To the Editor:

What Professor Patricia Limerick is enduring is unthinkable, unconscionable, cruel (“A Prominent Scholar Was Fired. Neither She Nor Her Institution Will Say Exactly Why,” The Chronicle, October 5). Scholarship, effective teaching, and service to students and the broader campus aside, she is a treasured colleague to hundreds of faculty members nationally and internationally. She is beloved.

I was affiliated with the Center of the American West for 14 years, teaching the capstone course about film and literature of the American West, participating in business meetings and social events for faculty affiliates of the Center, enjoying guest speakers during student dinners that Professor Limerick hosted in her home, and looking forward to end-of-the-year events for graduates of the certificate program and their families and friends. Even brief consideration of Professor Limerick’s deep feeling for the Center — not just the commitment, energy, and time she invested in its work — makes this time at the University of Colorado at Boulder unbearable. Based on local and national articles about the controversy, it is clear that the new dean and president have no idea who Professor Limerick is or how loyal students and faculty members are to her and to her programs.

The decision to dismiss her from the Center she founded was carried out with no regard for an award-winning historian; a New York Times columnist; a recipient of the Hazel Barnes Award, the highest recognition given to a professor in the College of Arts and Sciences; a devout supporter of the university; and a fundraiser with demonstrable clout. When faculty members compare Professor Limerick with the revolving door of administrators we have hired, promoted, and supported over the past few decades, many of us are enraged and deeply sad.

According to news reports, the dean met with Professor Limerick but had already made the decision to terminate her position in her Center. No one allowed her a voice. No one explained how an audit, which rarely if ever occurs without suggestions for improvement, became the document used to oust her. One is left with the question: When are administrative reviews of deans, for example, carried out in such a manner (or carried out at all)? Where is the institutional protection for a nationally and internationally known scholar of the American West? What, exactly, does a pre-eminent scholar and teacher have to do to earn the loyalty of the university she loves?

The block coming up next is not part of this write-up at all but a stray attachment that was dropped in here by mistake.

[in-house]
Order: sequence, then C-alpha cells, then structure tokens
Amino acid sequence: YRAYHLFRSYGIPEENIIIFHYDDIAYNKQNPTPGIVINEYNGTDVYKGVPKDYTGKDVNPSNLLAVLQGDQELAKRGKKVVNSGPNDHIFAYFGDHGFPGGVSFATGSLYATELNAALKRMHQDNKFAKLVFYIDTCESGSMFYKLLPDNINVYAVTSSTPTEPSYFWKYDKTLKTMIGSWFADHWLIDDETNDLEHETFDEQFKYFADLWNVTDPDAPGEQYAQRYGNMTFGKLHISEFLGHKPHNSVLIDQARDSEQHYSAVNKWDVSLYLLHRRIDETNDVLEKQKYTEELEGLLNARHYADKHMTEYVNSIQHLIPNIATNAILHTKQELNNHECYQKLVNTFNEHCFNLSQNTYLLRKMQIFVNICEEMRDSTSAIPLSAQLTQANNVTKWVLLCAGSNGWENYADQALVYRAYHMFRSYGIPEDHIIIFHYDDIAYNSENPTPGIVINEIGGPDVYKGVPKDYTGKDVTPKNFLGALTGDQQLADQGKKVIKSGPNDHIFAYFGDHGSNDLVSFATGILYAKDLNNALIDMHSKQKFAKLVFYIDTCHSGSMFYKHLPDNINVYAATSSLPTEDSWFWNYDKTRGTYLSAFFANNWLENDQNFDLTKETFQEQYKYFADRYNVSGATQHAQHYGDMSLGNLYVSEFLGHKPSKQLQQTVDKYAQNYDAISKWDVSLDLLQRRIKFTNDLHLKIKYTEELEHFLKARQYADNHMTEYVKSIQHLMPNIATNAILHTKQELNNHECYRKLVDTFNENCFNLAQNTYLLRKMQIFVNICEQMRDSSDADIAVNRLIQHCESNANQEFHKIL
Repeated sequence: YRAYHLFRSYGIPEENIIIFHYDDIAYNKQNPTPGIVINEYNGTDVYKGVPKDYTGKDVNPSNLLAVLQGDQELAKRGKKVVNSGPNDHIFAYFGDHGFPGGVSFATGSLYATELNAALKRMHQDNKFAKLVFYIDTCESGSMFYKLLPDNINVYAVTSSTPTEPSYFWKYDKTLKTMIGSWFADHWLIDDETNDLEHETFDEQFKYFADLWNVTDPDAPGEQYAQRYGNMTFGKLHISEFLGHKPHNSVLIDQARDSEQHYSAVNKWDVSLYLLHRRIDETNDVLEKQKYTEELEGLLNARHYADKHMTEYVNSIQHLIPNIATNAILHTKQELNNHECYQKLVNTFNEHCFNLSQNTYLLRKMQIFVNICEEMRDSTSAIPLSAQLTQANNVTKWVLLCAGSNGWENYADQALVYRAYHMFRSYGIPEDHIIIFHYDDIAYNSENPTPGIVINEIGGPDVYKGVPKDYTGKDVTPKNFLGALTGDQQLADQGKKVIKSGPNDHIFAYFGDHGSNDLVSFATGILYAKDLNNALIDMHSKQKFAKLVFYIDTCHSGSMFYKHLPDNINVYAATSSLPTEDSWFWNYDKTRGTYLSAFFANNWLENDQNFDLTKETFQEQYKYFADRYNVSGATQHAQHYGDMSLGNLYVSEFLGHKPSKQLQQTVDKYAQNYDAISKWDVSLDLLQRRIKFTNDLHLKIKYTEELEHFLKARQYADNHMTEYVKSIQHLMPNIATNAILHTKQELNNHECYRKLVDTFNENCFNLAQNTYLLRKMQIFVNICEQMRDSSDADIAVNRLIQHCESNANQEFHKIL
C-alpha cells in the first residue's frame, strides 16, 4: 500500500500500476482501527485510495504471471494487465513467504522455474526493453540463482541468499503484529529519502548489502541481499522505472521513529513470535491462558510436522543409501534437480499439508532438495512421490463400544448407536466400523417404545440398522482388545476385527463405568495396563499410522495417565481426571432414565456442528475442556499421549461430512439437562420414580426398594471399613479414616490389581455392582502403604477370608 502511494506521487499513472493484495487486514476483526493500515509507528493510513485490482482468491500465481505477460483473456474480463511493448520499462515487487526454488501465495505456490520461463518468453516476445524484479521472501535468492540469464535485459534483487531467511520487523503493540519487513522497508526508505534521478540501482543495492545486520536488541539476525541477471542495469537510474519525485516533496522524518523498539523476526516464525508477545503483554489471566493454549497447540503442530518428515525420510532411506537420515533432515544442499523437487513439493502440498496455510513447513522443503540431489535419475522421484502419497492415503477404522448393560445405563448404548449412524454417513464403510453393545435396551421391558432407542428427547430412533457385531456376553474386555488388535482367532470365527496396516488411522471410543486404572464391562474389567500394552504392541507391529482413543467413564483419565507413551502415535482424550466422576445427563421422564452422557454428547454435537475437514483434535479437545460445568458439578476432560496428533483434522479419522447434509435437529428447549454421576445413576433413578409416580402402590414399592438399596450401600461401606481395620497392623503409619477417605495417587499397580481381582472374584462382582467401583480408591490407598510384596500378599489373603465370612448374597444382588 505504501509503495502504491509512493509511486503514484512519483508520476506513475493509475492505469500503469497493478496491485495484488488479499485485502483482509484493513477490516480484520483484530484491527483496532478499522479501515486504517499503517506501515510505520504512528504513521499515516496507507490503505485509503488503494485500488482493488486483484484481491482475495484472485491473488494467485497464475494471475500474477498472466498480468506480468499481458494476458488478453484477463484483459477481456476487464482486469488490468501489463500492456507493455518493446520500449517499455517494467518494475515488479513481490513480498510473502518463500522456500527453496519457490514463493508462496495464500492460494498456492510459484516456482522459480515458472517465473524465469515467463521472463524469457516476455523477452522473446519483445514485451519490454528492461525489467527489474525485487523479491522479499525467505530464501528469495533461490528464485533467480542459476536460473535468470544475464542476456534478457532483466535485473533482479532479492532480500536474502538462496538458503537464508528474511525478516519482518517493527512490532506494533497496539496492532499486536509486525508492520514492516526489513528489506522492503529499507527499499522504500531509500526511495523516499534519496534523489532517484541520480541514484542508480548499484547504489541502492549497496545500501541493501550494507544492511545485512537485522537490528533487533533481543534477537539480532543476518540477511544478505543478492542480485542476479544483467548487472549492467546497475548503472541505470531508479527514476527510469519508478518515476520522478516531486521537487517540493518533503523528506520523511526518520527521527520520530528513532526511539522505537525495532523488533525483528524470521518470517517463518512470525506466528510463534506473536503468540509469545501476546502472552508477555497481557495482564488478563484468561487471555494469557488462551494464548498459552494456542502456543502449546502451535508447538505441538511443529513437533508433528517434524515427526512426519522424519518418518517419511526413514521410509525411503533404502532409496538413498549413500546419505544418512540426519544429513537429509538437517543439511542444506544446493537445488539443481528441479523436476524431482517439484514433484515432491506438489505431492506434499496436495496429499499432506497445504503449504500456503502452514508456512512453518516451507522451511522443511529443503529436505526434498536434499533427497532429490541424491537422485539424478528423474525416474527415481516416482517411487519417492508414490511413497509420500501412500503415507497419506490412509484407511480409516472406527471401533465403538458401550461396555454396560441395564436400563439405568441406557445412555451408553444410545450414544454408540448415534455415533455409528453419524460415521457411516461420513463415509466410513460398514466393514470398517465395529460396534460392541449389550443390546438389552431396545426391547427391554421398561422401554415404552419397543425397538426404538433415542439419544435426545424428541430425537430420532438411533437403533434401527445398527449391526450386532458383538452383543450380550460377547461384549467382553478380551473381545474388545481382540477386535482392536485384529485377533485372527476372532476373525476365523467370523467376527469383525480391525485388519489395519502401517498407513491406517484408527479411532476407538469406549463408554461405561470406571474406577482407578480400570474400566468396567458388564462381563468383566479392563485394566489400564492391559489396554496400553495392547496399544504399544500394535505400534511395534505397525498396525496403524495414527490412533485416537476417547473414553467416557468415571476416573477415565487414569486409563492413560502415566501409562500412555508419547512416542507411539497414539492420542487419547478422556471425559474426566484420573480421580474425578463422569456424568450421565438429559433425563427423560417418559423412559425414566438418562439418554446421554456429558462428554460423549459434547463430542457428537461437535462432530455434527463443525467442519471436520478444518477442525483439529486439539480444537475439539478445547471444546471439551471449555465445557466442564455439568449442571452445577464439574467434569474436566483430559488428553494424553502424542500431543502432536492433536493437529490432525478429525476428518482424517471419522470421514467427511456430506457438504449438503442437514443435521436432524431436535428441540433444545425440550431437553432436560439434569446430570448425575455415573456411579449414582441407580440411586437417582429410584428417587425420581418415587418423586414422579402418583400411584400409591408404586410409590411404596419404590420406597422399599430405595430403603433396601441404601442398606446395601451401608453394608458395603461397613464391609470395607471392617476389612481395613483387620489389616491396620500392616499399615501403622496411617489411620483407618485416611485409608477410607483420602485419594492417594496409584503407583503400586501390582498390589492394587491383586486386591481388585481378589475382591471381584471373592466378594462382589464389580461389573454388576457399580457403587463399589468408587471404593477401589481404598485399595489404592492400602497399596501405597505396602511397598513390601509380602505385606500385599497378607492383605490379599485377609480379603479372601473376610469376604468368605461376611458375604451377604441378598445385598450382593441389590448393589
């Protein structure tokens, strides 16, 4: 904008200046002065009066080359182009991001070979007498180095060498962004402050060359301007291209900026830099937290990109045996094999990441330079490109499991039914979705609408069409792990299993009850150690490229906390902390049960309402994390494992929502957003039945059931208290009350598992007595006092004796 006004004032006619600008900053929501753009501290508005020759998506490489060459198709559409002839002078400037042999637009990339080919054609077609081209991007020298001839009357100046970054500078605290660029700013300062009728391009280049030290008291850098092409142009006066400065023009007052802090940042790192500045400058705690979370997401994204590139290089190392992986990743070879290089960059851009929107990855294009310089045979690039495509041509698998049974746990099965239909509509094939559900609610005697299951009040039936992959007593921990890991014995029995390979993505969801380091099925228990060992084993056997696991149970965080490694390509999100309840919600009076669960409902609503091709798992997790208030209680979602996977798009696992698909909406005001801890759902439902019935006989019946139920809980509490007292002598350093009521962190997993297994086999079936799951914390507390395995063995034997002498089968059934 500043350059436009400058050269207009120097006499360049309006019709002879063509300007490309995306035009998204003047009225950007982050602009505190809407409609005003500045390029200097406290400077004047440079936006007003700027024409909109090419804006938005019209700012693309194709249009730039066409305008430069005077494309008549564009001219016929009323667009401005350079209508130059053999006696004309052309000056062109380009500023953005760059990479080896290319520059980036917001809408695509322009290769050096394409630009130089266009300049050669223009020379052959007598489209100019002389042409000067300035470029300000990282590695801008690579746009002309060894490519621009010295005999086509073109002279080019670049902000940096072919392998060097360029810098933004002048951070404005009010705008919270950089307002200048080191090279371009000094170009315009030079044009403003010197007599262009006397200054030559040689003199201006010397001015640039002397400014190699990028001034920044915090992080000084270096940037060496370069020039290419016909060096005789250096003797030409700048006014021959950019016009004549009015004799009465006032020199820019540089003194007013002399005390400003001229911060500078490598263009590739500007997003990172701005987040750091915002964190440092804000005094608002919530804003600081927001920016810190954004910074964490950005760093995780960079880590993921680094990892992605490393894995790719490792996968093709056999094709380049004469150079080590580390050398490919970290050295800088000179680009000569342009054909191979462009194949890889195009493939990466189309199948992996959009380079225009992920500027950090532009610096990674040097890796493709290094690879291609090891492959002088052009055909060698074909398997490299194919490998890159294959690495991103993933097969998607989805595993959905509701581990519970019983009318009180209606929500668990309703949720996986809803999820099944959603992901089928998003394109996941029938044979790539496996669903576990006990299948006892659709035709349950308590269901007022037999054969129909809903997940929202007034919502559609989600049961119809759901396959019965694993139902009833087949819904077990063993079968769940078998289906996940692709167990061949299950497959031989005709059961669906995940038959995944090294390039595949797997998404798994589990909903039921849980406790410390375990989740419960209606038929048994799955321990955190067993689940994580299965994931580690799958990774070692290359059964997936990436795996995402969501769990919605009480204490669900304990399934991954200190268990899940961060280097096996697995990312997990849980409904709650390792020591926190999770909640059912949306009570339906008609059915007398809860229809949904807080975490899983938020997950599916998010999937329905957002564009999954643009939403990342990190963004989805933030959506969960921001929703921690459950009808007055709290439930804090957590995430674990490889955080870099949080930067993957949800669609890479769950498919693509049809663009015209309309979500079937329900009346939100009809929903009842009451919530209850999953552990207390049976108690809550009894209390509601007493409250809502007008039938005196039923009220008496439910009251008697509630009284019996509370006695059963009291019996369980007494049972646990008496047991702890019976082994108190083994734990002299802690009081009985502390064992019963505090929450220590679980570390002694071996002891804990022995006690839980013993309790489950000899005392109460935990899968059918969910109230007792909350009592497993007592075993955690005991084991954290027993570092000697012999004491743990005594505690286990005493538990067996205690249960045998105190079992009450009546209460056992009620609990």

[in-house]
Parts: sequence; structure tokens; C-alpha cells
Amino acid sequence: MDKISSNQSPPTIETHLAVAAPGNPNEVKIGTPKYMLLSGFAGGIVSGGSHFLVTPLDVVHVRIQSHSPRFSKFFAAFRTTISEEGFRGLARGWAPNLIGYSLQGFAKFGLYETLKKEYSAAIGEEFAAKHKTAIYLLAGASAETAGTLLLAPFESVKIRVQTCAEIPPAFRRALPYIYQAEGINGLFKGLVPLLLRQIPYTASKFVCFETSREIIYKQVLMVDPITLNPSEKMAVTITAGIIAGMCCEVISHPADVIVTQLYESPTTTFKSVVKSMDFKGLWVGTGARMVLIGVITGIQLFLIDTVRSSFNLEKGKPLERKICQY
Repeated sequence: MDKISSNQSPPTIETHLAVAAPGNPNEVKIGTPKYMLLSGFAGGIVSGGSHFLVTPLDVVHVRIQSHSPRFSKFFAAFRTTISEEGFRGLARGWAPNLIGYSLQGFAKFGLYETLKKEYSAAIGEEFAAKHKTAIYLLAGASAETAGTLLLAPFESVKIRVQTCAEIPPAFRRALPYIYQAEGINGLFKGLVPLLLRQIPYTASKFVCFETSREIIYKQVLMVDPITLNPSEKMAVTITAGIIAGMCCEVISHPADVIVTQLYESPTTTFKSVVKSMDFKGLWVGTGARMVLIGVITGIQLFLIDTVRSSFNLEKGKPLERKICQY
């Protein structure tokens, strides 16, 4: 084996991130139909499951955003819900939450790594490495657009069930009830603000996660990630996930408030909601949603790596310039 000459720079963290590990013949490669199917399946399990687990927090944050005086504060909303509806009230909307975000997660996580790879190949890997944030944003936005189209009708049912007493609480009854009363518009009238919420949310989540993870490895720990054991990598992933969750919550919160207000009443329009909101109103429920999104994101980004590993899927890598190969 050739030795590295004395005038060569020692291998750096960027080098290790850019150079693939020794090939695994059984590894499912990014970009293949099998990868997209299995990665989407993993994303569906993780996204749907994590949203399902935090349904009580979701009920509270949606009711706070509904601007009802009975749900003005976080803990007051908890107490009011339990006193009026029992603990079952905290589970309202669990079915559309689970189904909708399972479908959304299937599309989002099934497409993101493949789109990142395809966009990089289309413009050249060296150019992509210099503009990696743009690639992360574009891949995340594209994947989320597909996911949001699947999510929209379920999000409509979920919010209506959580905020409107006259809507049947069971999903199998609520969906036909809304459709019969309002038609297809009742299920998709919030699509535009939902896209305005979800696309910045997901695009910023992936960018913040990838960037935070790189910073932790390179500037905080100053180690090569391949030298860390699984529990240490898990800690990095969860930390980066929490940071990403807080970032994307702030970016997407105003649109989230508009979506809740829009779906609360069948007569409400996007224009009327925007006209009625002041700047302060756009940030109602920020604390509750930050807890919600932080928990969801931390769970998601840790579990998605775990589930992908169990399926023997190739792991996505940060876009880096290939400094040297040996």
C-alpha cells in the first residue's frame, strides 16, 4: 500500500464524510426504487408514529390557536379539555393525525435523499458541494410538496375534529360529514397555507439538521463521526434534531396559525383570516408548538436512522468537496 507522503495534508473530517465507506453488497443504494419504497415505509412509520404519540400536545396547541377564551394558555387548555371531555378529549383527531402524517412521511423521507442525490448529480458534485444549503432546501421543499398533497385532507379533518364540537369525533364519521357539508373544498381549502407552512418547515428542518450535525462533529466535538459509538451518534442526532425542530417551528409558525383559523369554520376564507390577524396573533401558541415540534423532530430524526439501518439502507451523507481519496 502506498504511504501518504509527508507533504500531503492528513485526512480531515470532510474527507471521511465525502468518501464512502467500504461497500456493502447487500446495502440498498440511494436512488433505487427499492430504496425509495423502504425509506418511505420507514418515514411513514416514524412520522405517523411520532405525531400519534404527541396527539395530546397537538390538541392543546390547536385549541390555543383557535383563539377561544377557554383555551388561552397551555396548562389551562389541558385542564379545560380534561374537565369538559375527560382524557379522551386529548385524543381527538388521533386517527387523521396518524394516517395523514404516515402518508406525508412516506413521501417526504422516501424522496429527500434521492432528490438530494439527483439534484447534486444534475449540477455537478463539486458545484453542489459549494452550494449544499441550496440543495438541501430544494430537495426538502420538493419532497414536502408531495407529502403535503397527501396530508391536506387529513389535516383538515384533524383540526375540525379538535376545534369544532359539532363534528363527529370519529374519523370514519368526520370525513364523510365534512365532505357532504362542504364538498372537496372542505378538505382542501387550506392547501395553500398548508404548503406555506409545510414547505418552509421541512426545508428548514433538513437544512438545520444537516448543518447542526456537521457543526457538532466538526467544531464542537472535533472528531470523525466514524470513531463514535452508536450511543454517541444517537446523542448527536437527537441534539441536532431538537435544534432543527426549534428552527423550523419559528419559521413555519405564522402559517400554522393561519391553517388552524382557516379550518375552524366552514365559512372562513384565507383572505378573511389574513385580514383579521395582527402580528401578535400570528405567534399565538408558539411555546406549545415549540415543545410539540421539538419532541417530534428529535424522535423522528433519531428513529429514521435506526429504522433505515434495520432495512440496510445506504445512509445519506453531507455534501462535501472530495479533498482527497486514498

There is no replacement for Professor Limerick and no hope that the Center — if it survives — will ever have the standing it has enjoyed. Faculty members associated with the Center worked hard, but we also had fun. The Thompson Writing Awards that recognized student work, for example, were formal as well as raucous, well scripted as well as joyfully spontaneous. One of the former students who won a writing award and became a successful author said of Patricia Limerick this week, “She’s an original…She was always trying to find common ground between groups of people that you would think would have nothing in common.”

The decision to remove Professor Limerick from the Center will have — is already having — unintended consequences. The institution is in no way prepared to address what it set into motion. The only solution is to reinstate Professor Limerick as quickly as possible and devote the remainder of the semester to addressing whatever real or imagined issues may exist.

Jan Whitt
Professor Emeritus
College of Media, Communication and Information
University of Colorado at Boulder